THE "INNER" EAR
Rabbi Akiva Tatz, in his book Living Inspired, writes that it is a fundamental teaching of Kabbalah (Jewish Mysticism) that everything G-d created in the physical world is rooted in some spiritual analogue, which is its source. It follows that the physical universe neatly mirrors the spiritual one that nourishes it. Physical reality is merely a refraction of spiritual essence. The way something takes physical shape speaks eloquently about its "form" in the spiritual worlds. In other words, when you examine the characteristics of a given physical object, aside from the scientific explanations of its particular structure and function, there is always an "inner" depth to why the object is the way it is. The physical object has its particular functions because it must reflect its spiritual essence.
When you examine the human ear, you will find two properties that distinguish it from the other sensory organs, such as the eyes and the mouth.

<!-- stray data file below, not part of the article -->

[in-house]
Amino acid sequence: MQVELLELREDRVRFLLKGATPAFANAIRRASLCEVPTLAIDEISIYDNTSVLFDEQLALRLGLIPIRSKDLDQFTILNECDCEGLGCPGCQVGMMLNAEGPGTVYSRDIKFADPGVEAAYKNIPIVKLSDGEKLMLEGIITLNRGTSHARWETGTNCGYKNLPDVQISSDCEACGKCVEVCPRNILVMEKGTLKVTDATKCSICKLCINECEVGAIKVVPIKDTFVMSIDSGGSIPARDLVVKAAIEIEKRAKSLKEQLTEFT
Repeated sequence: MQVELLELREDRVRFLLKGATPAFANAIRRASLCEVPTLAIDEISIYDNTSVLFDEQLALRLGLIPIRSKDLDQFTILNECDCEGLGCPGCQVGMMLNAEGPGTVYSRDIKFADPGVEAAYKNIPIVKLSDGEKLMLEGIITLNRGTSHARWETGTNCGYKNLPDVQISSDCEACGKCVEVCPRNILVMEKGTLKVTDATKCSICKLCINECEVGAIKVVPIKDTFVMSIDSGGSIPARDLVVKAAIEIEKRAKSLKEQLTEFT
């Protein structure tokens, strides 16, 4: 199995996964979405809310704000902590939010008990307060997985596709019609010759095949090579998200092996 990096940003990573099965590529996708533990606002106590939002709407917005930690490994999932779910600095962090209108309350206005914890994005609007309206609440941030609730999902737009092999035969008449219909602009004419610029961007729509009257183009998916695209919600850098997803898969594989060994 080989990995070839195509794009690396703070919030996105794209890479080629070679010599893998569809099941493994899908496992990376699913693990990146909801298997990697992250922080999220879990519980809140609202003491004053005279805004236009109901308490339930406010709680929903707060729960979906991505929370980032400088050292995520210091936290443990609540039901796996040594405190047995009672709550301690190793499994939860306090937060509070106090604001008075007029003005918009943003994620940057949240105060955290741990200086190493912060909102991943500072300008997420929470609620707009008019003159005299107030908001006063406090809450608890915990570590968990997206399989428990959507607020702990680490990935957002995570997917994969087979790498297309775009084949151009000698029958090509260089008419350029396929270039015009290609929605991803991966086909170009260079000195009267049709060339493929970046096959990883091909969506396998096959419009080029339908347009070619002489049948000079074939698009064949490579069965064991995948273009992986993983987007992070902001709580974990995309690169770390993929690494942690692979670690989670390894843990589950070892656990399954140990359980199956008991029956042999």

First of all, the ear is the only sensory organ that is entirely passive. Unlike the mouth and nose, which both take in and take out, the ear can only receive information. Even the eyes can take in the sights and also have a proactive effect on things surrounding them. You can see a beautiful sunset, and you can stare or glare at someone you don't like. But you simply cannot hear at somebody - you can only hear what he is saying. Hearing is a one-way street, totally passive. Second, while most of the other bodily orifices and sensory input channels come equipped with structures that enable then to close and shut out what shouldn't be coming in, the ear has no such built-in structure.
So, for example, if you are walking on the beach on a windy day, and you don't want to get sand in your eyes, you can simply shut them with your conveniently positioned eyelids. But if you don't want to hear someone speaking loshon hara (slander or gossip), you have to either put your finger in your ear (kids, try this at home!) or just walk away.